To best position students as learners, teachers must first be able to access all of their strengths. Asset-based pedagogies should be foregrounded in all educational practices (Paris & Alim, 2017). For emergent bilingual students, that includes moving from a focus on parental involvement to that of family engagement and developing student and teacher relationships through the ideas of educación and cariño.

Even though our students come from a variety of places, they meet in the United States and are bound by U.S. policy. Because of this, we look at how federal policy influences family engagement with emergent bilingual students’ families. In the United States, parental involvement and family engagement have a history in federal law. The focus on school-family relationships in the No Child Left Behind Act (2001) enshrined into law a focus on parental involvement, which is defined as parental communication and volunteering at school sites. This can positively impact academic achievement for minority Latino students (Jeynes, 2003; 2017). However, upon the enactment of the recent U.S. educational legislation, the Every Student Succeeds Act (2015), the focus in research and education shifted from parental involvement to

family engagement, which centered home life and the community in schooling (Jeynes, 2011).

This shift from parents being physically present at a school to parents engaging in their student’s education in the home offers help during the COVID-19 pandemic. While this point of view may seem like it is only situated for the United States, the authors would like to suggest that engaging families in learning can be applied to many different educational experiences around the world. These types of shifts are documented within the literature. For instance, González and Moll (2002) documented how to use ethnographic fieldwork for educative purposes. Precollege students interviewed community and family members about their lived experiences in regard to family and labor, regular household activities, and parenthood, in order to gain a deep understanding of their culture. From the discussions that emerge from the fieldwork, students are able to identify and validate the local culture as social capital as well as engage the community and family in learning. Social capital consists of the social connections one has that can translate into other types of capital (Bourdieu, 1986). As Yosso (2005) noted, social capital can be leveraged as community cultural wealth in which the family provides an asset to education through their social connections, which in turn are also funds of knowledge. These funds of knowledge provide the basis for education and the basis for engaging family in education.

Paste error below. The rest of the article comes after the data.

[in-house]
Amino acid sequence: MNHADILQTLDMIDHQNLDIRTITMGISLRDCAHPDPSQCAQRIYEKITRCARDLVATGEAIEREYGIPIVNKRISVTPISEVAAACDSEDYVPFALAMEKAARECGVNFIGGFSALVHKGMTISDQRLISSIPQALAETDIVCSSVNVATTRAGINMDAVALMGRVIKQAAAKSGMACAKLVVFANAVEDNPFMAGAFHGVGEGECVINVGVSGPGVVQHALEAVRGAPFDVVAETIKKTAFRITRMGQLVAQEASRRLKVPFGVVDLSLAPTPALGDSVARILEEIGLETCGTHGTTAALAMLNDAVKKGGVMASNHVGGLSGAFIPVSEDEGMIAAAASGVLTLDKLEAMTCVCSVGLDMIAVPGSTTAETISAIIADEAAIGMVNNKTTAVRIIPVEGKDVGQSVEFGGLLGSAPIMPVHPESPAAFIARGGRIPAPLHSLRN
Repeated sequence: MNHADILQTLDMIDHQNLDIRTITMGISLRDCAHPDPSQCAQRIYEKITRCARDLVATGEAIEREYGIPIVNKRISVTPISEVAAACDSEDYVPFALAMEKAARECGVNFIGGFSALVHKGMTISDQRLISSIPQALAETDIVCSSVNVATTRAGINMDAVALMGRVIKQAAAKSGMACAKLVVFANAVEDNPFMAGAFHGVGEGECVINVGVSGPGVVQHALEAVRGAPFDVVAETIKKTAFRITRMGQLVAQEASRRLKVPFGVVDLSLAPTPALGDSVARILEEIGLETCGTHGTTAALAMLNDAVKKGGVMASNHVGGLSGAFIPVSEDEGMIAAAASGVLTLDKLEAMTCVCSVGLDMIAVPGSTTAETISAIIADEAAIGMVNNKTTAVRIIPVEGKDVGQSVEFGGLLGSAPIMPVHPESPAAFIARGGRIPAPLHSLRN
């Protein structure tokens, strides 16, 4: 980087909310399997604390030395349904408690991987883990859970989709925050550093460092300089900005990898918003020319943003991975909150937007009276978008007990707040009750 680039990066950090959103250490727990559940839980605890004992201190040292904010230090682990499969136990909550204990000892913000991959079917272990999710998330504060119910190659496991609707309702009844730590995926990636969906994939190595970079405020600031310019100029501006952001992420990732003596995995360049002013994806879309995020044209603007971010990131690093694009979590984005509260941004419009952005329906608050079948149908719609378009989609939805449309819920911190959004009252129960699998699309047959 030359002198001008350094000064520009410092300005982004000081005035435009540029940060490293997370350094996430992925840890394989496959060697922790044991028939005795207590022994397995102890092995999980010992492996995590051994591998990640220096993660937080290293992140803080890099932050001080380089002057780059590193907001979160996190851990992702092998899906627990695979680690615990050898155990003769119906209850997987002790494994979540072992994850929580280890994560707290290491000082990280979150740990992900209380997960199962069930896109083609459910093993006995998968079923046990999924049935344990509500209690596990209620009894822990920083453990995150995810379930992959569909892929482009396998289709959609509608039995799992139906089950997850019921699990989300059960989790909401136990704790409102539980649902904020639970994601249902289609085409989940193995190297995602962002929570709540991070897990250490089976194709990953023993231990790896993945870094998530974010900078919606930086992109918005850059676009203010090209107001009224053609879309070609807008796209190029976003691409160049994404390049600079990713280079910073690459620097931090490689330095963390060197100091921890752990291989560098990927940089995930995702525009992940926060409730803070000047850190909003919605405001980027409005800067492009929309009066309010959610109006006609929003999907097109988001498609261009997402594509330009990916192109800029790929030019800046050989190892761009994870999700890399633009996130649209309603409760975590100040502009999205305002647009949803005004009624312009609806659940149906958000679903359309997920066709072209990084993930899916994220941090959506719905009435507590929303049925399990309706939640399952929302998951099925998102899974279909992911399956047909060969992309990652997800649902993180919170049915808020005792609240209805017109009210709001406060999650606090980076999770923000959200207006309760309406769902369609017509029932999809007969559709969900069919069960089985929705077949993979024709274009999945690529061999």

Moving beyond family engagement, another key relationship in education lies among the teacher and student. Adult-child interactions are paramount to child development (Pianta, 1999). We know that positive parent-child relationships can lead to better outcomes in primary (Pianta et al., 1997) and secondary education (López Turley et al., 2010). These relationships are extended to the other adult relationships including those of teachers (Pianta et al., 2003). Pianta and Stuhlman (2004) found that while there are many factors to student attainment of social and academic skills, teacher- child relationships played a role as well.

Because the aforementioned studies did not take language or culture into account, it is of key importance to center the understanding of adult-child interactions around language and culture. While it is necessary to understand language and culture from a variety of vantage points, as researchers in the southwestern part of the United States, many of our multilingual students come from a Latinx background, which would necessitate approaching language and culture from this broad category. The term Latinx is a gender inclusive construction of similar terms such as Latina/o, Latin@, Hispanic, etc., that includes people from broad geographies including Latin America and Spain (Salinas & Lozano, 2017). While the Latinx community should not be considered a monolithic one, it is important to understand some aspects common among many Latin communities throughout the United States, especially that of educación (Espino, 2016; Valenzuela, 1999) and cariño (Bartolomé, 2008).